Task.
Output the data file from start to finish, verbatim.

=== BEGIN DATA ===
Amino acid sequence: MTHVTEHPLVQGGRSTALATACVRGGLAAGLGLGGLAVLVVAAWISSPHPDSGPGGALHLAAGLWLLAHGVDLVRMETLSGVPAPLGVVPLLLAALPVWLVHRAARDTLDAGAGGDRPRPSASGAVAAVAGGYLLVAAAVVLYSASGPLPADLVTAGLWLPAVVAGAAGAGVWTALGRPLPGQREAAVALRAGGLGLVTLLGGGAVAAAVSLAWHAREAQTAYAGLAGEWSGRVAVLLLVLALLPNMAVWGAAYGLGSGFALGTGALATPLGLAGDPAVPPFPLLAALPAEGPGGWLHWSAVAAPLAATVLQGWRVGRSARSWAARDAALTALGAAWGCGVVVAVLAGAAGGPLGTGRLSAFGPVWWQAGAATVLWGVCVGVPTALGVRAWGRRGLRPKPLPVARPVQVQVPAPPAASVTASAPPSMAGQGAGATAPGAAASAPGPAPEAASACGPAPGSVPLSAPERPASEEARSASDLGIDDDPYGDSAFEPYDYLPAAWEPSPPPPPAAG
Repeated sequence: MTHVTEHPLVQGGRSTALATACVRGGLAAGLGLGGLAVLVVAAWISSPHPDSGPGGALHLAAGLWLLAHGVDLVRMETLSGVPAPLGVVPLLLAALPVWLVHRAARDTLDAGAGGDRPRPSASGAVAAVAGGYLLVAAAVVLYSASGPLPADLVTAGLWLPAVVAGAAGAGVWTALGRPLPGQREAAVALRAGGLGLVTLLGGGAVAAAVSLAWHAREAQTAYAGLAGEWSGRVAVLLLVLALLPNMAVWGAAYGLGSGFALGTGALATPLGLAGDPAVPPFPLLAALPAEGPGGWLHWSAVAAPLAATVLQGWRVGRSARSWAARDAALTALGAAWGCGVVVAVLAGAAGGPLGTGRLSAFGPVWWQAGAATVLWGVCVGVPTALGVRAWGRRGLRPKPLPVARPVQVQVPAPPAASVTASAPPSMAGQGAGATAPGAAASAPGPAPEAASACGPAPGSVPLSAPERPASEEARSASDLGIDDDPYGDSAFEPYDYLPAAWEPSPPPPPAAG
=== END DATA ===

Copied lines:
Amino acid sequence: MTHVTEHPLVQGGRSTALATACVRGGLAAGLGLGGLAVLVVAAWISSPHPDSGPGGALHLAAGLWLLAHGVDLVRMETLSGVPAPLGVVPLLLAALPVWLVHRAARDTLDAGAGGDRPRPSASGAVAAVAGGYLLVAAAVVLYSASGPLPADLVTAGLWLPAVVAGAAGAGVWTALGRPLPGQREAAVALRAGGLGLVTLLGGGAVAAAVSLAWHAREAQTAYAGLAGEWSGRVAVLLLVLALLPNMAVWGAAYGLGSGFALGTGALATPLGLAGDPAVPPFPLLAALPAEGPGGWLHWSAVAAPLAATVLQGWRVGRSARSWAARDAALTALGAAWGCGVVVAVLAGAAGGPLGTGRLSAFGPVWWQAGAATVLWGVCVGVPTALGVRAWGRRGLRPKPLPVARPVQVQVPAPPAASVTASAPPSMAGQGAGATAPGAAASAPGPAPEAASACGPAPGSVPLSAPERPASEEARSASDLGIDDDPYGDSAFEPYDYLPAAWEPSPPPPPAAG
Repeated sequence: MTHVTEHPLVQGGRSTALATACVRGGLAAGLGLGGLAVLVVAAWISSPHPDSGPGGALHLAAGLWLLAHGVDLVRMETLSGVPAPLGVVPLLLAALPVWLVHRAARDTLDAGAGGDRPRPSASGAVAAVAGGYLLVAAAVVLYSASGPLPADLVTAGLWLPAVVAGAAGAGVWTALGRPLPGQREAAVALRAGGLGLVTLLGGGAVAAAVSLAWHAREAQTAYAGLAGEWSGRVAVLLLVLALLPNMAVWGAAYGLGSGFALGTGALATPLGLAGDPAVPPFPLLAALPAEGPGGWLHWSAVAAPLAATVLQGWRVGRSARSWAARDAALTALGAAWGCGVVVAVLAGAAGGPLGTGRLSAFGPVWWQAGAATVLWGVCVGVPTALGVRAWGRRGLRPKPLPVARPVQVQVPAPPAASVTASAPPSMAGQGAGATAPGAAASAPGPAPEAASACGPAPGSVPLSAPERPASEEARSASDLGIDDDPYGDSAFEPYDYLPAAWEPSPPPPPAAG